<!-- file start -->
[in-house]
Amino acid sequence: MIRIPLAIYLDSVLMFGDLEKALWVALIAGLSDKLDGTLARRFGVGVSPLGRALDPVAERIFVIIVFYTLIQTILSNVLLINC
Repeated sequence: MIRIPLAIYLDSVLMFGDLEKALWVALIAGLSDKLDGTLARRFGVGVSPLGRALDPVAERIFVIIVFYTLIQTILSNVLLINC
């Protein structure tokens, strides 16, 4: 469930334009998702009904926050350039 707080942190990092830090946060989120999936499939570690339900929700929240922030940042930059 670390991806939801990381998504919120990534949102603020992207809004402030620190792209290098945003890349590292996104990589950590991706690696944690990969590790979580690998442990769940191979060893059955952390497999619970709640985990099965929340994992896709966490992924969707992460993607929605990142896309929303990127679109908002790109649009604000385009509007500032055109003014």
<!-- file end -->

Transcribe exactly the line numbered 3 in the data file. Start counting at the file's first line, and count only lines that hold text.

Repeated sequence: MIRIPLAIYLDSVLMFGDLEKALWVALIAGLSDKLDGTLARRFGVGVSPLGRALDPVAERIFVIIVFYTLIQTILSNVLLINC